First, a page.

Good companies allocate time, energy, money and resources to the art of product development. Why? Because the products of tomorrow can’t be developed without working through the problems of today. Whether you’re doing product research and development for your own products or you’ve been hired by a customer to conduct the work, there’s a lot to know before getting too far into the process.
Knowledge without action may be a waste of time, as it’s been said—but so is action without knowledge. In my opinion, the latter situation is more costly and increases risk drastically, neither of which is good for business.
There are many reasons to conduct R&D and create prototypes. You may want to increase your product offerings, or provide supplemental products for an existing product or product line, plan to expand into other markets or industries, or you’ve simply been hired by a client for contract work. Regardless of the impetus behind your research, there are questions you need to answer first.
Find the Fit
The first thing to consider is whether the R&D work you’re planning is a good fit for your existing operation. To be successful, there are certain resources you will need to have.
• Do you have the right equipment? There may be certain components of developing the product that you may not have, such as the necessary equipment, a tool, jig or machine. Maybe you need a special sewing machine or attachment.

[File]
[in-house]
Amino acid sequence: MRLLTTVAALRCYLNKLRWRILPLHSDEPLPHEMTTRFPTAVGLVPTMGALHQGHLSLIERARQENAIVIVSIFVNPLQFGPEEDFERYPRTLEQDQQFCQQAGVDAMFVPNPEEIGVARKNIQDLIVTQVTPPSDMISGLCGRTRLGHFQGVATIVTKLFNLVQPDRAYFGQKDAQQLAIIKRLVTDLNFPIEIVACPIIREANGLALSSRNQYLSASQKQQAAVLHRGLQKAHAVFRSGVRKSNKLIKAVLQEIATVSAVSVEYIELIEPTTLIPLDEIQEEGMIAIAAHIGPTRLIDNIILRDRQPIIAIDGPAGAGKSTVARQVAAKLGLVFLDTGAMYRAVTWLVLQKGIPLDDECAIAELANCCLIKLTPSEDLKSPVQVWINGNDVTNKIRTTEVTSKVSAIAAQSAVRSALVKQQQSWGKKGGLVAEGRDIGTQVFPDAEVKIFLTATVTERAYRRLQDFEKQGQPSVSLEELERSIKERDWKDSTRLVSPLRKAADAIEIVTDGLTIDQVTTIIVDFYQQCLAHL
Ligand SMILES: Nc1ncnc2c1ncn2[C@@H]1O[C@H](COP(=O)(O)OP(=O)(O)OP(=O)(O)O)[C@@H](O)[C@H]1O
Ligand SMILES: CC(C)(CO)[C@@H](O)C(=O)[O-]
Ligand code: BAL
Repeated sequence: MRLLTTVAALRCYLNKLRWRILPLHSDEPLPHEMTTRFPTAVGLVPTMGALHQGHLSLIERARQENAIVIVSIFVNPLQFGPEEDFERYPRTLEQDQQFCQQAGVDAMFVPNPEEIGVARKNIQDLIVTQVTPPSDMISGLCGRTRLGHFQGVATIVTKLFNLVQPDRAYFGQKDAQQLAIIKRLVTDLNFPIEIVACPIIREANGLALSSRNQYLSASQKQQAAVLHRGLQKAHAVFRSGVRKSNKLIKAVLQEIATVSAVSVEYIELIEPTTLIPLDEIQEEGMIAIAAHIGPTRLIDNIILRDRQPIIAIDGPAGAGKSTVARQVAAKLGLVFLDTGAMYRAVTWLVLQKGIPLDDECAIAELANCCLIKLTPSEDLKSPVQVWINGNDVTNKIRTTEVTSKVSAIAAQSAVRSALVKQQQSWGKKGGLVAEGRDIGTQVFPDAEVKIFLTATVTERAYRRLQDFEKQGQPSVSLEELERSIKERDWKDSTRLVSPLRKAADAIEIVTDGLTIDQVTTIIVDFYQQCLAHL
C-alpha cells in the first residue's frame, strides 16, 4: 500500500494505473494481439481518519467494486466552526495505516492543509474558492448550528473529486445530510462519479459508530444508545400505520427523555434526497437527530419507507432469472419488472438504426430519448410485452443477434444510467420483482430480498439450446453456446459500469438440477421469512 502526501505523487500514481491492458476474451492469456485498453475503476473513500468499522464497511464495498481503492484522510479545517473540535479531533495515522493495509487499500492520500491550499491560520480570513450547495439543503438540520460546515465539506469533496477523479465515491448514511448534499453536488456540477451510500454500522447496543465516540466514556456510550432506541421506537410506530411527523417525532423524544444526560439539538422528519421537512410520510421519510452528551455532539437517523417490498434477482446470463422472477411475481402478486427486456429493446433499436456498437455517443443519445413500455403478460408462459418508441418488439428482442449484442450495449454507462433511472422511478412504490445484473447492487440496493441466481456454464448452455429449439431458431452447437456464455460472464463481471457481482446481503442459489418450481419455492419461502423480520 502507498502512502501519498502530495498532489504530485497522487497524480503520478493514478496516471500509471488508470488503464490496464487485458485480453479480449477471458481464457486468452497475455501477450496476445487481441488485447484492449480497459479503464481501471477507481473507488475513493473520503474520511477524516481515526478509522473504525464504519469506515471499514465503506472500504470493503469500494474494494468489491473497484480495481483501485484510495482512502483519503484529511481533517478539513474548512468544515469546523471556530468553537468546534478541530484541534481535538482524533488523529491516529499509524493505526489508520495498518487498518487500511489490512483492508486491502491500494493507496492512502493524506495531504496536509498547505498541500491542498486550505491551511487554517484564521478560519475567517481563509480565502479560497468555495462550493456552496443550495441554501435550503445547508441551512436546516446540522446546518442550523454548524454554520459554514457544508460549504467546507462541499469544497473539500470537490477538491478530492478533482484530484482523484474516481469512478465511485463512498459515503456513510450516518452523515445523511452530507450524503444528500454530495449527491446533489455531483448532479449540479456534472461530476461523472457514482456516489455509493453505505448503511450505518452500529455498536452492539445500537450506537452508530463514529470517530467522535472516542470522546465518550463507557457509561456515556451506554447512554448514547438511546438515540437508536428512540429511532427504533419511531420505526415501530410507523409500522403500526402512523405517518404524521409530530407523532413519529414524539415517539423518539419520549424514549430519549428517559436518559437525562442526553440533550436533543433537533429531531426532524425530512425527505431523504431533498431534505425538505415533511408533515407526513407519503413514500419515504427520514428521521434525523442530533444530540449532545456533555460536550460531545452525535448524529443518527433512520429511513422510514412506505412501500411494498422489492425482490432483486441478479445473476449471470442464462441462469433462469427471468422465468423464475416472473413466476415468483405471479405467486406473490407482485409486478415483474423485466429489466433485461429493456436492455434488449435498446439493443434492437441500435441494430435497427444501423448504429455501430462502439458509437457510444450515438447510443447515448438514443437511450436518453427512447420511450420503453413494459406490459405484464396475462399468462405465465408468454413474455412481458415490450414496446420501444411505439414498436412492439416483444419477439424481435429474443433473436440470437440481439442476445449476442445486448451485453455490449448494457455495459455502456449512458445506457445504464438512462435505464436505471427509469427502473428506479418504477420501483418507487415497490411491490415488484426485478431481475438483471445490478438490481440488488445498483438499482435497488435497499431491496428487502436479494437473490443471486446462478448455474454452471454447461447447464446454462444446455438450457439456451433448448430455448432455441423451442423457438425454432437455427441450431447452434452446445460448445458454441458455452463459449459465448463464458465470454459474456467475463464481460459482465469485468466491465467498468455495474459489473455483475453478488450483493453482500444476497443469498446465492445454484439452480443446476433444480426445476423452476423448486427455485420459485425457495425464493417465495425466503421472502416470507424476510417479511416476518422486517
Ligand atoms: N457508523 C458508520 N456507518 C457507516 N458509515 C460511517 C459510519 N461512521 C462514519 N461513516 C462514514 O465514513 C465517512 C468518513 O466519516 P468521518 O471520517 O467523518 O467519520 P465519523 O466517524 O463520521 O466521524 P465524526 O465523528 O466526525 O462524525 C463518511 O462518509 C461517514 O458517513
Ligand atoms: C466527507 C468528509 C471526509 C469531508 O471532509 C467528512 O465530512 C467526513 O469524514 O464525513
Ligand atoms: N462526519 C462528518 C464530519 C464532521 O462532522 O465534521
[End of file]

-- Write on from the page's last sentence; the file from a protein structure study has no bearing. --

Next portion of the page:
• Do you have the right team or talent? A spiffy new machine is useless without a talented operator who knows how to set up, operate, troubleshoot and alter the settings on the machine.
• Do you have the time? The process of product development can sometimes be all-consuming. Some products can take months or years to develop. Think through the time it will take: your time, the time of your engineers, drafters, quality department and others involved. Are you able to allocate the talent to the time without a negative impact on your operations and production?
• Do you have the resources? Consider whether you have the proper knowledge of the industry, market or product. Is there sufficient space in your factory? Is the project properly funded? Is the supply chain in place?
Questions to ask
What industry will the product be used in?
Every industry has a regulating body, and it’s important to know what and who it is, what requirements are in place, and what tests are required to have a product approved.
For example, if you’re developing a product that will be used in a preschool, all of your materials will need to be CPSIA compliant (Consumer Product Safety Improvement Act of 2008). This ensures that you don’t have banned chemicals off-gassing into the air and exposing preschoolers to toxic chemicals that become airborne.
Another example: If you’re developing a medical product, there are requirements not only related to what materials you use, what documentation you need or what process controls will be required, but also certain requirements the FDA (U.S. Food and Drug Administration) places on your operation. Your facility may need to be FDA registered, licensed and inspected to verify compliance.
Where will the product be used?
The environmental conditions of where the product will be used are important to the design requirements. If the product is going to be exposed to temperatures that are freezing or extremely hot, you need to know. There are many different factors about where the product will be used that affect the decisions that need to be made on materials, manufacturing methods and design. Examples of differing environments include exposure to high or low temperatures, UV exposure, being attached to a building, in a car, in the ocean, in a crib, on an airplane or even being exposed to chemicals. Each environment requires a unique set of specifications that will need to be considered for the product development process.